Just what it says. There’s nothing I can do except ride it out. It comes in waves and is all engulfing. I am missing my family, my home and the familiar surroundings, my animals and my freedom. A bubble bath, a hug on the sofa watching rubbish TV. I have to be the best version of myself here, to be always in control and it’s exhausting. Saying goodbye after visits is awful and despite being surrounded by people and checked up on every 15 minutes, I feel desperately lonely. Friday night in hospital is not the best fun. Most people have gone home for the weekend and I’m sitting in the lounge waiting for medication so I can then just go to bed, attain a bit of oblivion and dream of home.

Being Friday evening and August the usual staff are thin on the ground and the ward is being run by agency workers who have no idea what’s going on. I had to talk through each dose of medication with the nurse who simply didn’t seem to know anything. It took 35 minutes. I wonder at such times why I am here at all.

Seen better views……

A Life in a Day

I awake each morning in a confused state, not knowing where I am. In the first moments my dreams flitter between the unconscious and conscious and then have gone, out of reach, I am only certain that I never dream about being here. I reach behind my head and pull the curtains. The light does not flood but rather seeps into the room; that northern European muted pale summer grey. It is both comforting and subduing.

The knowledge and pain of reality are still present but apart from me, though I can see it waiting, slung over a chair like my clothes, to be adorned, ready to face the day. At the moment my thoughts are gossamer thin, I can feel everything and nothing. My body rises from the bed and I can shower and dress but only as I slowly become more alert, will the knowledge become real and tangible.

The shower is indisputable. There Is no cold or hot water here. Nor are there any controls. The sensor knows more than I do when I am there and when I am not. I am enveloped in warm water that requires no thought or feeling. It simply is. The shower of mindlessness. I am tempted to stand under the water for hours, but by its very conformity to time, the shower too is rule bound, and I must leave.

What to wear? It matters too much yet matters not. The temperature is the same inside and out, clothes are simply my protective shell and form an appropriate response to social norms; my age, the weather, the current trend. Sometimes I get it wrong, but mostly not.

I fear the chemistry of medication. I would rather leave my body to its natural rhythms; to feel pain, rather than to mask it, but this is not an option. The extent to which I have resisted has been slowly broken down. Twice a day I stand obediently at the stable door of the dispensary, ready to be sedated and normalised. I would prefer to accept unquestionably the huge variety of coloured tablets which have been prescribed but I have to become focussed; I have noted that in their haste, the staff are not always correct. I have become an unwilling expert. My job in real life does not allow for error. I feel the tingle of frustration, but I smile and smile and conform.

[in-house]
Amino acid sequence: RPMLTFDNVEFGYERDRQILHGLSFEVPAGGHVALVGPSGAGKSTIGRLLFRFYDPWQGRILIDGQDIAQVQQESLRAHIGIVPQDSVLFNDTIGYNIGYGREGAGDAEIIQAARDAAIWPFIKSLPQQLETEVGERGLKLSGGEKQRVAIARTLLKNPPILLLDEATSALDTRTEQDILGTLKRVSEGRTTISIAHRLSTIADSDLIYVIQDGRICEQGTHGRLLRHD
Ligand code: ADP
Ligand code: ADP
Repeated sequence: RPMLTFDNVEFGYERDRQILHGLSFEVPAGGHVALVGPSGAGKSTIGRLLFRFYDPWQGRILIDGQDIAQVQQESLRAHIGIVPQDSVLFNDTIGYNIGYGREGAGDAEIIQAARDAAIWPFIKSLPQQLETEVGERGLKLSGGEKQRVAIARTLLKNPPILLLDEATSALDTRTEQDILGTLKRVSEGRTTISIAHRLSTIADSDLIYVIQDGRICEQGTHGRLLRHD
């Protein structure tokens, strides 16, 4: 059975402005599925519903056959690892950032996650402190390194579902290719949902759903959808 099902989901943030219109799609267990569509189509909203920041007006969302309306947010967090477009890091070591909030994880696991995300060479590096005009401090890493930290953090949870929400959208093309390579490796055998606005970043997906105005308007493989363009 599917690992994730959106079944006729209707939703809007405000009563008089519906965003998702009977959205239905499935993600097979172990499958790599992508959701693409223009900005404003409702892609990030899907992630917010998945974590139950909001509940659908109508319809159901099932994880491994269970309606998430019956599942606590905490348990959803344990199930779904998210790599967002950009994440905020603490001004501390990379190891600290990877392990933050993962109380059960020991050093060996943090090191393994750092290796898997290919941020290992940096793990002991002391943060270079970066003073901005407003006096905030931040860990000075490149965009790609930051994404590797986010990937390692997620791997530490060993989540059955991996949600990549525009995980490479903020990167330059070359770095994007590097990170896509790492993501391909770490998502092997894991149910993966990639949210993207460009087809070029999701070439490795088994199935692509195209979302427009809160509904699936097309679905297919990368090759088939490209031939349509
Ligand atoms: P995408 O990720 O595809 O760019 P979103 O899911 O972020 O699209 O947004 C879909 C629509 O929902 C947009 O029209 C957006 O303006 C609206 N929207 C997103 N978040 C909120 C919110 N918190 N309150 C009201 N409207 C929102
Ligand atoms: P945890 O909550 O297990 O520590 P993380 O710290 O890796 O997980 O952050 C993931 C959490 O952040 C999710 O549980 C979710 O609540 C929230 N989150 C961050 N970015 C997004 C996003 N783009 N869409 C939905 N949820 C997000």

Breakfast is by far the easiest meal of the day, I have the energy to battle the voice that resists. Yet even so, I have to score a victory. I pour less than the prescribed milk and cereal into my bowl, yet I eat the additional banana. I fear loss of control, the one balances the other. My fellow diners this morning are polite yet reserved, conversation is limited to the necessary. I find enough room in my head for the milk and cereal, the toast and peanut butter, the fruit juice and family-sized banana. I feel sated and bloated. How can I consume these extra calories when I am not allowed to even stand let alone move for a whole 9 hours in each day?

After each meal is a rest period of two hours when no type of exercise is permitted, including standing up. This is policed carefully by the ever watchful staff. Again, the tingle of frustration, sharper and more focussed this time. The toilets are in lock-down until the end of rest period. Forgetting to use them before a meal results in either having to hold on to the discomfort or suffer the consequence of being scrutinised. Dignity dictates that It’s usually better to adopt the former.

There is no option for solitude. I am checked up on every 15 minutes, including all through the night when a torch is shone onto my face. I am not sure why this is unless it is simply to check I am still alive. Between rest periods, I am allowed two 10 minute walks out, but am shackled by the presence of a chaperone. I long to have space alone in the open air. I dream of walking, steadily, one foot in front of the other, unbound by time, until I reach the top of a mountain and can gain the perspective I am craving. Instead I walk around the hospital grounds and make conversation with a nurse. I am lucky that small talk comes easily, it’s part of my armoury, but I would still rather have my own company, just for a few precious minutes, even just to enjoy the stunning view of Oxford from the nearby park.

Back again, a call to arms comes all too quickly; yet another visit to the dining room, this time for a snack. The routine is monotonous yet soothing. Every meal is a battle. The rigidity of the rules of combat are clear and so there is no cause for misunderstanding. The only problem is that I do not know whose side I am supposed to be on.